THE word of this extraordinary winter in Paris has been couvre-feu. The very expression is still heavy with associations from the 1940s occupation, even if the order to “cover your fires!” was originally intended to protect medieval wooden cities from burning down.
The mid-January tightening of France’s latest couvre-feu – to start at 6pm instead of 8pm – disrupted two important gastronomic rituals: the early evening baguette and the apéritif. Since a quarter of baguettes are normally baked after 6pm, the earlier curfew has created long bread lines after about 5pm. Giant boulangerie queues naturally defeat the very object of a curfew, creating a health risk similar to commuter trains now briefly packed between 5pm and 6pm The 6pm curfew is also intentionally targeting l’heure de l’apéro. Restricting convivial meetings over saucisson and sancerre has helped drive record viewings on French Netflix, in particular for Omar Sy’s excellent “Lupin”.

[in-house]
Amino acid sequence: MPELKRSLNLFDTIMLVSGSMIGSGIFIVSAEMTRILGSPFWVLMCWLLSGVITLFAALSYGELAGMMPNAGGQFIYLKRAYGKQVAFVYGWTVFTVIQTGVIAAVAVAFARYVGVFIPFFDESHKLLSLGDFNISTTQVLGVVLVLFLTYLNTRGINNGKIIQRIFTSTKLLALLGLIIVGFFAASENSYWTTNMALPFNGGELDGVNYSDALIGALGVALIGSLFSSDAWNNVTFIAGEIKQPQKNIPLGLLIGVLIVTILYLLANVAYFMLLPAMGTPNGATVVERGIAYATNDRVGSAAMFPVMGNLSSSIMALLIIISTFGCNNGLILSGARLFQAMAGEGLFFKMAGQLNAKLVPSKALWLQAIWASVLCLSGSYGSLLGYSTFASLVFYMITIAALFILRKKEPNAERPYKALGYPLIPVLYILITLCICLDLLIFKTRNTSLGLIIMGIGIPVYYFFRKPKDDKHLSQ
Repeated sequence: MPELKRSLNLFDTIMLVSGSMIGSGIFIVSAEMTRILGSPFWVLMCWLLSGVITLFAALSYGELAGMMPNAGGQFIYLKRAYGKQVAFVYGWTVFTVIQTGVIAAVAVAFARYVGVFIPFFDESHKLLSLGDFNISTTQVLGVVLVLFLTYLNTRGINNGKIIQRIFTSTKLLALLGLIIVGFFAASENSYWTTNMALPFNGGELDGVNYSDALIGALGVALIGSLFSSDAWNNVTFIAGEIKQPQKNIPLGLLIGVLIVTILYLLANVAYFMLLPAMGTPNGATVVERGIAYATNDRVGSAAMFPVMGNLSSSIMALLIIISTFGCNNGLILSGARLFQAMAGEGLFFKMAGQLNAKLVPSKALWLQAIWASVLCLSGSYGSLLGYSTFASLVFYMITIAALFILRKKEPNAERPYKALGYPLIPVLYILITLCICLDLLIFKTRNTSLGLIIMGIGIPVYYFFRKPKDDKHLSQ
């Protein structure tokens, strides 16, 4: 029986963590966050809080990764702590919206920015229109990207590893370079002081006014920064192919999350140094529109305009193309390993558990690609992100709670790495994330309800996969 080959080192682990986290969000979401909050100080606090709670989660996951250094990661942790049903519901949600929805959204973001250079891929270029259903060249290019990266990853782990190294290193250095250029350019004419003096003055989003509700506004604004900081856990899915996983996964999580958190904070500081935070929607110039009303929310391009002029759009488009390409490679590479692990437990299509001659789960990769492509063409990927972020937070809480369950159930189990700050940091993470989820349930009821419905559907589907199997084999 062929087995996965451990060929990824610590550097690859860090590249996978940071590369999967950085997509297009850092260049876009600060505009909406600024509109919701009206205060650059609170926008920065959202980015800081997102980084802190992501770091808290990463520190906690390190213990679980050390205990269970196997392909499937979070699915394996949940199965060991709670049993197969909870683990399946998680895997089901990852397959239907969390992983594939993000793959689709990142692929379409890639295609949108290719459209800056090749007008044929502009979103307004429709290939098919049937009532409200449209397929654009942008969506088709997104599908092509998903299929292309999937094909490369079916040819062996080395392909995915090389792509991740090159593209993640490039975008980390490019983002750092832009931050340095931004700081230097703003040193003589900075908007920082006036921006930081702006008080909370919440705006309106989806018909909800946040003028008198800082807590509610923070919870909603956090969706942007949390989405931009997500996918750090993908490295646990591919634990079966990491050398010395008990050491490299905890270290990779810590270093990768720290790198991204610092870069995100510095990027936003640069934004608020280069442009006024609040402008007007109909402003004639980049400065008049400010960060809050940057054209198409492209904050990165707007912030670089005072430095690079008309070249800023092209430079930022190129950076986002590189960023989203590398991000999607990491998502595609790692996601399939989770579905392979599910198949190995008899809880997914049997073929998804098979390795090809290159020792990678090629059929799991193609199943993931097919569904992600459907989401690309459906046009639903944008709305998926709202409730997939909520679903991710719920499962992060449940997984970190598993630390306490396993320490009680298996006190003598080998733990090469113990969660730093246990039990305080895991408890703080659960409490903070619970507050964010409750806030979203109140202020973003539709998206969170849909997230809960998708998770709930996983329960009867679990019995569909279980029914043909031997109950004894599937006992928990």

Our couvre-feu, however, is NOT a strict confinement. Schools and shops in the Paris area are (mostly) still open, but not restaurants, bars and cafés – except for limited takeaway services. Just off the Champs Elysées, traffic still flows past my Europa office but the pavements feel quiet. No waistcoated waiters from stylish brasseries serve creamy noisettes and no fresh fruits de mer are on ice outside elegant fish restaurants. Somehow central Paris has the subdued vibe of the city during a ‘normal’ month of August.